We have certainly had landlords question us financially, but none have ever asked for a business plan.


Dan Metcalf wrote:

Aftering spending almost 8 weeks trying to get a lease with a rooftop provider,
they come back at us with a request for a business plan and financial statement
before going forward ---

Thoughts? Has anybody had a request like this before? We haven't



-----Original Message-----
Of Tony Weasler
Sent: Thursday, October 06, 2005 3:43 PM
To: WISPA General List
Subject: Re: [WISPA] Cogent - Level3

On 10/6/2005 1:03 PM, Tom DeReggi created:
To set the record straight, no peering agreements were violated
between L3 and Cogent.
I heard otherwise, however I can't prove that.
Cogent on their own web site said that agreements were not violated:

"Level 3 terminated its peering with Cogent without cause (as
permitted under its peering agreement with Cogent) even though both
Cogent and Level 3 remained in full compliance with the previously
existing interconnection agreement."

There is also no confirmed evidence that L3 is
blocking Cogent traffic through Cogent's Verio transit (which Cogent
pays $$ for.)
There was evidence. I wish I saved my traceroutes yesterday.
To make more clear, Cogent is our backbone.
When going to www.logmein.com, the last successfull hop was a peer
labelled similar to verio.cogentco.com, meaning we crossed over to
Verio's side. (the actual name was more meaningful). Now today, the
traffic destined for that site stops cold at the first hop from our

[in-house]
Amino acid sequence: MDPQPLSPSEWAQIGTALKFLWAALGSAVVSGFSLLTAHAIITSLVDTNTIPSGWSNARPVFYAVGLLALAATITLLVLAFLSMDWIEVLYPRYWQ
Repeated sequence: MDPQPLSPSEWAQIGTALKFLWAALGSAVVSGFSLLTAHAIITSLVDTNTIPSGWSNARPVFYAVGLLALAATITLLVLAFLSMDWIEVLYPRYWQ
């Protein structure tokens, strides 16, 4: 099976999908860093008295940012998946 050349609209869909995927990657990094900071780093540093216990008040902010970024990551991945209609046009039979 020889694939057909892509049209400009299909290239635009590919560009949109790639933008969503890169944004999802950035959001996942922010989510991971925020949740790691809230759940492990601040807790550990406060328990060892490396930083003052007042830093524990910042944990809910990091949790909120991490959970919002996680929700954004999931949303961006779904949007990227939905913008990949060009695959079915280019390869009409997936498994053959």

network, meaning it does not get routes from Level3 on where to send the
data, once we enter Cogent's network.  Unless you are referring that
Cogent is blocking any advertised route info from Level3, which is
highly unlikely.  If Level3 was allowing our IPs to go through Verio's
link, we would receive routes to route our packets in that direction
across Cogent's network, and packets would travel further into Cogent's
network (such as to the Verio link). If Cogent blocked traffic to Verio,
it would most likely block it at the peer, not at the entry to Cogent's
network from us as their client.
This isn't evidence of blocking on L3's side.  It could be because
Cogent only purchases transit to certain prefixes and L3 isn't one of
them (and Verio is filtering the announcements.)  It could be because
Cogent internally uses traffic engineering to prevent L3 traffic from
reaching them over their Verio transit circuits.  One of the two
scenarios is likely given their peering arrangement with L3.  I didn't
see any table entries on the L3 San Diego looking glass for AS174.  I
saw only one route on their Denver looking glass through AS7018.  Does
that mean that L3 is filtering or that Cogent's announcements aren't
reaching L3 for other reasons?  The former is probably correct, but
that's not something that can be easily demonstrated.  I couldn't find
a looking glass in AS174 which would allow me to see Cogent's tables
from the inside.  Cogent does appear to be announcing their Verio link
to other peers, however.  I see direct announcements for AS174 and an
announcement for Sprint->Verio->Cogent, but not an AT&T->Cogent path.

I think that both carriers are at fault.  Both companies should have
resolved this before it came to reducing connectivity for their
customers. They both should be held accountable by their customers.  I
replied to your original post, Tom, because Cogent made a public
statement which directly contradicted yours and I thought that people
on the list should have a more complete story [1].  You could be
entirely correct about there having been a contract violation.  I am